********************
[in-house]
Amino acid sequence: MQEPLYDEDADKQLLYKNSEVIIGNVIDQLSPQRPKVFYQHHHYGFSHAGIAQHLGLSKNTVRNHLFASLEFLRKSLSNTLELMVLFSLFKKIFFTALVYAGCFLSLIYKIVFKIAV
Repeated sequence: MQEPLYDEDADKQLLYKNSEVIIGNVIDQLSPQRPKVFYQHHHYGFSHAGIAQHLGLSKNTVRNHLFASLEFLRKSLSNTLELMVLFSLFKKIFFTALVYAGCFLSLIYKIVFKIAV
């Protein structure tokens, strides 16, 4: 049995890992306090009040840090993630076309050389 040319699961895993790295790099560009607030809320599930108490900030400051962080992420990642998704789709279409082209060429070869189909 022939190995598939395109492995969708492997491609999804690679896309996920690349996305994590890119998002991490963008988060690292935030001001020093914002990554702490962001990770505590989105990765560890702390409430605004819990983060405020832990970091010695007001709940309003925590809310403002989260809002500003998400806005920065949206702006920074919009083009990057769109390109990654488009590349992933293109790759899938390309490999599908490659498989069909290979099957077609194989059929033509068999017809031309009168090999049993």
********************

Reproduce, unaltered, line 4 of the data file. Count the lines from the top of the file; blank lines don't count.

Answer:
């Protein structure tokens, strides 16, 4: 049995890992306090009040840090993630076309050389 040319699961895993790295790099560009607030809320599930108490900030400051962080992420990642998704789709279409082209060429070869189909 022939190995598939395109492995969708492997491609999804690679896309996920690349996305994590890119998002991490963008988060690292935030001001020093914002990554702490962001990770505590989105990765560890702390409430605004819990983060405020832990970091010695007001709940309003925590809310403002989260809002500003998400806005920065949206702006920074919009083009990057769109390109990654488009590349992933293109790759899938390309490999599908490659498989069909290979099957077609194989059929033509068999017809031309009168090999049993």